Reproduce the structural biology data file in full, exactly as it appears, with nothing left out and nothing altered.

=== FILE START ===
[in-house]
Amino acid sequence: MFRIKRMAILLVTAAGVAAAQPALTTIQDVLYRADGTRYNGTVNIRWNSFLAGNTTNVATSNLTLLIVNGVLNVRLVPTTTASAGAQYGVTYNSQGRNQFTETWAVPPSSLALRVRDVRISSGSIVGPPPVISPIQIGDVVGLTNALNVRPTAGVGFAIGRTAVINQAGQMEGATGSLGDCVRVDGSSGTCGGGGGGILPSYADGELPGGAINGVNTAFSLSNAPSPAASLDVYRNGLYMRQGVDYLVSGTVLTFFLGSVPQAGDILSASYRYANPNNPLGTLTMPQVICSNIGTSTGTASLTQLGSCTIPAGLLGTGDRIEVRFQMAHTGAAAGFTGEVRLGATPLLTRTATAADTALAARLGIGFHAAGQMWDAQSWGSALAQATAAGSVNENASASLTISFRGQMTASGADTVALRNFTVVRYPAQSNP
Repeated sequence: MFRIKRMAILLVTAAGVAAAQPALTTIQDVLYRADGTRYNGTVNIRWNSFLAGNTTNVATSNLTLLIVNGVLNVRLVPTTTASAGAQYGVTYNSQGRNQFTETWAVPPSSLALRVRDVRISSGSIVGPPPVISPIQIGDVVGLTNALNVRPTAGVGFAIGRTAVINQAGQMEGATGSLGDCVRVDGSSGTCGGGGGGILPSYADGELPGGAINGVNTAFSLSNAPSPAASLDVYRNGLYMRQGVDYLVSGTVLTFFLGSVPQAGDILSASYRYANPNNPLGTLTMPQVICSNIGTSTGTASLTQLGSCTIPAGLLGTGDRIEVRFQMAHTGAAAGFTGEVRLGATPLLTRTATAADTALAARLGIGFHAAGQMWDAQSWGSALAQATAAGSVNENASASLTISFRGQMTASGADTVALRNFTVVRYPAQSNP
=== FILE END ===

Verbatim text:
[in-house]
Amino acid sequence: MFRIKRMAILLVTAAGVAAAQPALTTIQDVLYRADGTRYNGTVNIRWNSFLAGNTTNVATSNLTLLIVNGVLNVRLVPTTTASAGAQYGVTYNSQGRNQFTETWAVPPSSLALRVRDVRISSGSIVGPPPVISPIQIGDVVGLTNALNVRPTAGVGFAIGRTAVINQAGQMEGATGSLGDCVRVDGSSGTCGGGGGGILPSYADGELPGGAINGVNTAFSLSNAPSPAASLDVYRNGLYMRQGVDYLVSGTVLTFFLGSVPQAGDILSASYRYANPNNPLGTLTMPQVICSNIGTSTGTASLTQLGSCTIPAGLLGTGDRIEVRFQMAHTGAAAGFTGEVRLGATPLLTRTATAADTALAARLGIGFHAAGQMWDAQSWGSALAQATAAGSVNENASASLTISFRGQMTASGADTVALRNFTVVRYPAQSNP
Repeated sequence: MFRIKRMAILLVTAAGVAAAQPALTTIQDVLYRADGTRYNGTVNIRWNSFLAGNTTNVATSNLTLLIVNGVLNVRLVPTTTASAGAQYGVTYNSQGRNQFTETWAVPPSSLALRVRDVRISSGSIVGPPPVISPIQIGDVVGLTNALNVRPTAGVGFAIGRTAVINQAGQMEGATGSLGDCVRVDGSSGTCGGGGGGILPSYADGELPGGAINGVNTAFSLSNAPSPAASLDVYRNGLYMRQGVDYLVSGTVLTFFLGSVPQAGDILSASYRYANPNNPLGTLTMPQVICSNIGTSTGTASLTQLGSCTIPAGLLGTGDRIEVRFQMAHTGAAAGFTGEVRLGATPLLTRTATAADTALAARLGIGFHAAGQMWDAQSWGSALAQATAAGSVNENASASLTISFRGQMTASGADTVALRNFTVVRYPAQSNP